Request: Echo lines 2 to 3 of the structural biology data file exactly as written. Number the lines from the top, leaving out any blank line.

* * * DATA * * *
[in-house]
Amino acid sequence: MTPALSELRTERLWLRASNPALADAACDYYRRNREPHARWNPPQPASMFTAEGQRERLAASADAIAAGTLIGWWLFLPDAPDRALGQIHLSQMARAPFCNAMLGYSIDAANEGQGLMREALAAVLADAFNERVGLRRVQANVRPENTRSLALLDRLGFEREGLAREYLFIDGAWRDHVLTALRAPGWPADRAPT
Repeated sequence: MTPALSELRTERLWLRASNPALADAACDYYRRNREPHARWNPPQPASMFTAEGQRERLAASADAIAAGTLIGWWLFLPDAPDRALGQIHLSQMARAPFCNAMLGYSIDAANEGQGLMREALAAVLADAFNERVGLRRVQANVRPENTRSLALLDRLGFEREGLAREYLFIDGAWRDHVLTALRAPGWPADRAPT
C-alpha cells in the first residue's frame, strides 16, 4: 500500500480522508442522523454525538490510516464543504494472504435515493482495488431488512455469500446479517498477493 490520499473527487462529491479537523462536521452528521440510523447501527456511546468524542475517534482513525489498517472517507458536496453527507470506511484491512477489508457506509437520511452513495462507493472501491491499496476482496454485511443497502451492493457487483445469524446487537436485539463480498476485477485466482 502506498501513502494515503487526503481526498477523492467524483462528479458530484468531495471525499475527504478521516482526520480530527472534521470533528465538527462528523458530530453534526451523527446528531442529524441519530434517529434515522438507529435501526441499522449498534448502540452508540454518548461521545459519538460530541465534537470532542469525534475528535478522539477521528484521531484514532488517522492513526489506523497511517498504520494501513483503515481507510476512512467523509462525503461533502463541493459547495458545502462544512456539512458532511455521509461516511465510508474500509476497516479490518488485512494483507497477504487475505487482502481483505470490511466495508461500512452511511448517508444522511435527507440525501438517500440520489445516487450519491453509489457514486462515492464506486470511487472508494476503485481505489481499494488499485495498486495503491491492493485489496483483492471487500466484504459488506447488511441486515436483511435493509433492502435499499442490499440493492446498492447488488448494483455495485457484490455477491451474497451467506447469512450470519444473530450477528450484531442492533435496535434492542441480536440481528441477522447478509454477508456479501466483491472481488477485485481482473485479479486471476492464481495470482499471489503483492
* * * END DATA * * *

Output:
Amino acid sequence: MTPALSELRTERLWLRASNPALADAACDYYRRNREPHARWNPPQPASMFTAEGQRERLAASADAIAAGTLIGWWLFLPDAPDRALGQIHLSQMARAPFCNAMLGYSIDAANEGQGLMREALAAVLADAFNERVGLRRVQANVRPENTRSLALLDRLGFEREGLAREYLFIDGAWRDHVLTALRAPGWPADRAPT
Repeated sequence: MTPALSELRTERLWLRASNPALADAACDYYRRNREPHARWNPPQPASMFTAEGQRERLAASADAIAAGTLIGWWLFLPDAPDRALGQIHLSQMARAPFCNAMLGYSIDAANEGQGLMREALAAVLADAFNERVGLRRVQANVRPENTRSLALLDRLGFEREGLAREYLFIDGAWRDHVLTALRAPGWPADRAPT